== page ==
When Icelanders fail Icelandic.

Posted on 02. Jul, 2015 by in Icelandic grammar


Default State by Helga Weber at Flickr.com

I’ve often addressed the various problems a language learner might come across when learning the language, but sometimes it seems that Icelandic is not easy for the natives either. Despite all the efforts at preserving the language it just tries to change itself anyway, resulting in f.ex. þágufallssýki – the dative illness – where people will attempt to use a dative form instead of accusative. For once people who are studying the language have a slight upper hand, because while you’re learning you can keep the Icelander-typical mistakes in mind and learn to not make them in the first place. Let’s have a look at the things Icelanders may struggle with.


An often used example of this is the verb að langa (= to want) because it demands the subjective in þolfall (= accusative). However, today a large amount of Icelanders think þágufall would sound better and try to shove it in instead:

Mér langar í ís.

Mig langar í ís. (= I want ice cream.)

Sigurði langar í ís.

Sigurð langar í ís. (= Sigurður wants ice cream.)

This is not limited to this particular verb either; similar verbs are f.ex. að vanta (= to lack something) and að hlakka til (= to look forward to something). Of these the first one takes only þolfall, the latter a nefnifall (= nominative):

Mér vantar mat.

Mig vantar mat. (= I’m lacking food/I don’t have food.)

Mér hlakkar til að sjá þig.

Ég hlakka til að sjá þig. (= I’m looking forward to seeing you.)

Þágufall cannot substitute neither nefnifall nor þolfall here, not for any reason, so if you hear a local use it instead don’t “correct” your own language use accordingly – it’s a mistake.


Wegweiser by helmar at Flickr.com. Iceland can confuse anyone!

Using ef instead of hvort

This mistake may have roots in English, the language that nowadays has the largest influence on Icelandic. Let’s look at the example “I don’t know if Hulda is home.”

Ég veit ekki ef Hulda sé heima.

Ég veit ekki hvort Hulda sé heima.

Though the words “if” and “ef” technically speaking mean the same, in this context they’re false friends. Interestingly this false friend is actually affecting people’s mother tongue instead of the language they’re learning, but as long as you keep in mind that you cannot just translate every “if” as “ef” you’re safe.

I or y?

Since certain vowels in Icelandic are pronounced very much the same they sometimes confuse people in written forms.

afneytunafneitun, aldreyaldrei, dreyfadreifa, fleyrafleira… the list goes on, but you can look at some of the most typical mistakes here.

Hin nýja þolmynd

The new passive voice, nýja þolmynd, refers to a faulty way of creating passive voice. This one’s a little harder to explain but Icelandic has its own way of creating þolmynd – let’s look at some examples:

Það var sagt mér…

Mér var sagt… (= I was told…)

Það var bannað mér.

Mér var bannað. (= I was forbidden.)

Avoid starting your sentences with “það” when using passive voice and you’re just fine. :)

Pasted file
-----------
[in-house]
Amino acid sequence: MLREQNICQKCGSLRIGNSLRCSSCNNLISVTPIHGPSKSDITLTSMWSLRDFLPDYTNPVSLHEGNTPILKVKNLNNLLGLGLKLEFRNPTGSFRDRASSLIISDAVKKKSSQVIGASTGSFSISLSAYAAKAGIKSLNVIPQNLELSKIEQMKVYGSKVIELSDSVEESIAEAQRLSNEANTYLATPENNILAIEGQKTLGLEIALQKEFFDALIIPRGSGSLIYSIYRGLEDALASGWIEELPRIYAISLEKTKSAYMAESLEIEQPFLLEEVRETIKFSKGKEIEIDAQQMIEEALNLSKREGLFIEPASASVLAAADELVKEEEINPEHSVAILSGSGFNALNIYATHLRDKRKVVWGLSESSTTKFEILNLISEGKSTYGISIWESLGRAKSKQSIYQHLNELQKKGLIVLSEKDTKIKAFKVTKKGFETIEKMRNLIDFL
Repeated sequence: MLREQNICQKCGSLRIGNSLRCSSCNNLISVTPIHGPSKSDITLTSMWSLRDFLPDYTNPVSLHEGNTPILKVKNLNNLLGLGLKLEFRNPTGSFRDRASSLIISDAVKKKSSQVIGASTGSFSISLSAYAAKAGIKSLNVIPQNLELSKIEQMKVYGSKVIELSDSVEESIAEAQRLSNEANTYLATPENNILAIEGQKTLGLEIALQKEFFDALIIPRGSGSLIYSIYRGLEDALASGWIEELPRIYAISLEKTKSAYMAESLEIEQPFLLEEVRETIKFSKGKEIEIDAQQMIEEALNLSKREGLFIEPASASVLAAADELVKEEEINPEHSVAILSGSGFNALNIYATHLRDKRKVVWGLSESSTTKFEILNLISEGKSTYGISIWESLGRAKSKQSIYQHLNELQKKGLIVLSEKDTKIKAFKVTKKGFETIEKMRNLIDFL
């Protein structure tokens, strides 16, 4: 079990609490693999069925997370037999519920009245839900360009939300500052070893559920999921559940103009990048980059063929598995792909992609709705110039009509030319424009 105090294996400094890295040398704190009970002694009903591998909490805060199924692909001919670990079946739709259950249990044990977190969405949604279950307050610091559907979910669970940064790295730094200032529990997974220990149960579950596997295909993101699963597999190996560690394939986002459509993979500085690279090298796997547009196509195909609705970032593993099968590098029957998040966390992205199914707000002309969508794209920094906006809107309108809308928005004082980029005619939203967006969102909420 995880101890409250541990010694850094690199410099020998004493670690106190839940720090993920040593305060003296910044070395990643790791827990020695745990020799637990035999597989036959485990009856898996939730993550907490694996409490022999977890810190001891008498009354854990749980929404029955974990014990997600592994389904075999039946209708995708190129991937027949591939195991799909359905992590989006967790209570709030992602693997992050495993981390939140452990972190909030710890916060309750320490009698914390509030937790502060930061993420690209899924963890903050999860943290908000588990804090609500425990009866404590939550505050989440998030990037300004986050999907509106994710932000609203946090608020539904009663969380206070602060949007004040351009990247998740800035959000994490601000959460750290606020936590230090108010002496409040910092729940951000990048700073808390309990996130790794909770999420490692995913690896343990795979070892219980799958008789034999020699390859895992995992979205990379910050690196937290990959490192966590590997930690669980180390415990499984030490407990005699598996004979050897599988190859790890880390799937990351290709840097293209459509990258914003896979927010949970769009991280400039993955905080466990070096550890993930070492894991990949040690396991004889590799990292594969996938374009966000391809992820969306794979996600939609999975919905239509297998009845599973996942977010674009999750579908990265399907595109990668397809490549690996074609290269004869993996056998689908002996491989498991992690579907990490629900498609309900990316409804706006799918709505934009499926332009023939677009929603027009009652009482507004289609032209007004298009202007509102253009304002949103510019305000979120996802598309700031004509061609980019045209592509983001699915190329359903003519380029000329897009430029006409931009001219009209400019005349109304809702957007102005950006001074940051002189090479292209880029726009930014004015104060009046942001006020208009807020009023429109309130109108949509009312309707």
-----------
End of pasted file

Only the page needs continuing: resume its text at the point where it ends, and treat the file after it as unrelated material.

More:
Don’t worry though, I’m not trying to say that Icelandic is so horribly difficult that even Icelanders couldn’t learn it properly. If anything every language has its tricky parts – no doubt each one of you readers could easily name examples from your own mother tongues where the native language users make mistakes – and Icelandic is no exception. However, learning what the locals get wrong is like seeing a ditch and therefore not falling in it, language-wise!


More about the most typical mistakes Icelanders make:

Sex algengar málvillur sem gera mann gráhærðan (= Six common language mistakes that make your hair turn gray) here.
Hverjar eru algengustu villurnar í talaðri íslensku? (= What are the most common mistakes in spoken Icelandic?) here.
Listi yfir íslenskar stafsetningar- og málfræðivillur (= A list of Icelandic typos and grammatical mistakes) here.


Confused PC by Luigi Rosa at Flickr.com

Who hit Bam Margera?

Posted on 25. Jun, 2015 by in Icelandic culture, Icelandic customs


Islande 2011 by stephane333 at Flickr.com

Icelandic rap scene received some questionable fame last week when a fight broke out at the Secret Solstice music festival: headlines were made all the way to Europe and USA, stating that Bam Margera had been beaten up by three or four “popular Icelandic rappers”.


To put it in as simple and truthful terms as possible, for some reason a few Icelandic rappers were shown on a video beating up Margera. Originally the news were stating that Bam Margera had allegedly harassed female members of staff and that the rappers had come to rescue. However, soon the story began to take more twists and turns and in the end this is the best summary I think I can give.

Egill Tiny, one of the men seen beating Margera up, says they were not in fact attempting to rescue anyone but themselves. According to an interview by him Bam was harassing people in general, had been doing that for a while and that it was actually him who started the fight (link). Bam’s opinion is that he didn’t harass anyone and that the man he wanted to meet to discuss financial matters with sent his underlings to beat him up instead (link). Margera did originally also state that he wanted to press charges against the rappers (Gísli Pálmi and Egill “Tiny” Thorarensen) but alas, it would seem that Bam decided against it after all… or, as the police put it, was too impatient to do it and left right after talking to the police (link).

Curious details

The above link has another bizarre detail for this story, by the way – an official form for listing injuries in Margera’s name, not completely filled out, that was found tossed on the ground near Leifsstöð. The person who found it assumes it could be possible that since the form is all in Icelandic Bam might have had too much trouble trying to understand it and had flat out given up rather than ask for a translator (in my experience you do always get someone to translate you the forms if you need help with them, but I admit it’s annoyed me a few times that there often is no English option).